Europe’s human rights court has said that Ukraine’s jailing of former prime minister Yulia Tymoshenko was a politically-motivated violation of her rights.
A Ukrainian government official stormed out of the courtroom after Tuesday’s ruling in a case that has strained the former Soviet state’s ties with Europe and the United States.
Tymoshenko, an architect of Ukraine’s 2004 pro-democracy Orange Revolution, was sentenced to seven years in prison in October 2011 after being convicted of exceeding her powers as premier while negotiating a gas contract with Russia.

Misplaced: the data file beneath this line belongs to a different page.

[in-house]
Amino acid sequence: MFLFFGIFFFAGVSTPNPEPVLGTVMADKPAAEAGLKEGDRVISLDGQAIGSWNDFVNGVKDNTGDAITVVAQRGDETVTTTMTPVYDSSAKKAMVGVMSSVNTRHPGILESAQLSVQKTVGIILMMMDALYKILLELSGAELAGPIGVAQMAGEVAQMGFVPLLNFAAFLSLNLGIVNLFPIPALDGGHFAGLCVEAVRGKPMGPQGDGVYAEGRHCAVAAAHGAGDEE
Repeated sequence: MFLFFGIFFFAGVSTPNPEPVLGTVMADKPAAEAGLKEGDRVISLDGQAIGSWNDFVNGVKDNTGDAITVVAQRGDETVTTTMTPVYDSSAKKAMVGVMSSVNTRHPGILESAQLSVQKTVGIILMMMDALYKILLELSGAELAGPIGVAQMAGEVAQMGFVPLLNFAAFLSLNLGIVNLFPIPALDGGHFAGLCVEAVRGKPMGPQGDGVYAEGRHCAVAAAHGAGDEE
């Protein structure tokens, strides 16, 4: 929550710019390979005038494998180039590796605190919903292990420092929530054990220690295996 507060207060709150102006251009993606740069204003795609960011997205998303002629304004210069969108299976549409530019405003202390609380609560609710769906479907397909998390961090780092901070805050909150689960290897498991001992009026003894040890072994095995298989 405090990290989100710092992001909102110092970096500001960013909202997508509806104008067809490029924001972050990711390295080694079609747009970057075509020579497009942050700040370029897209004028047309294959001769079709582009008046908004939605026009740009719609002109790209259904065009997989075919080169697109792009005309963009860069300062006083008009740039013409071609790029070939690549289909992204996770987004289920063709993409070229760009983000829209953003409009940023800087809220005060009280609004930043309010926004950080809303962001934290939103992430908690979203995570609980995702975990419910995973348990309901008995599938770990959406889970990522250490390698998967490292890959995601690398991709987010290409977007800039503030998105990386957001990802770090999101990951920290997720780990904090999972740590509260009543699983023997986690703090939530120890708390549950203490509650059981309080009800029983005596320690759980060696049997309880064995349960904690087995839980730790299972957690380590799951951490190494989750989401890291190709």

Tymoshenko says her jailing was intended to keep her out of politics and that her rights were violated. The court found unanimously that her detention in August 2011 was arbitrary.
It’s unclear if a decision by the European court would be legally binding in Ukraine.
The rights court’s pronouncement came as a presidential pardon commission said on Saturday it was too soon to consider pardoning Tymoshenko.
The commission said that as some criminal charges against Tymoshenko were still being investigated and the courts had not yet ruled, the “issue of her pardon is premature.”
Last Thursday foreign ministers of several EU countries visited Ukraine and said there was unlikely to be rapid progress on free trade and political association deals, citing the Tymoshenko case as a major obstacle.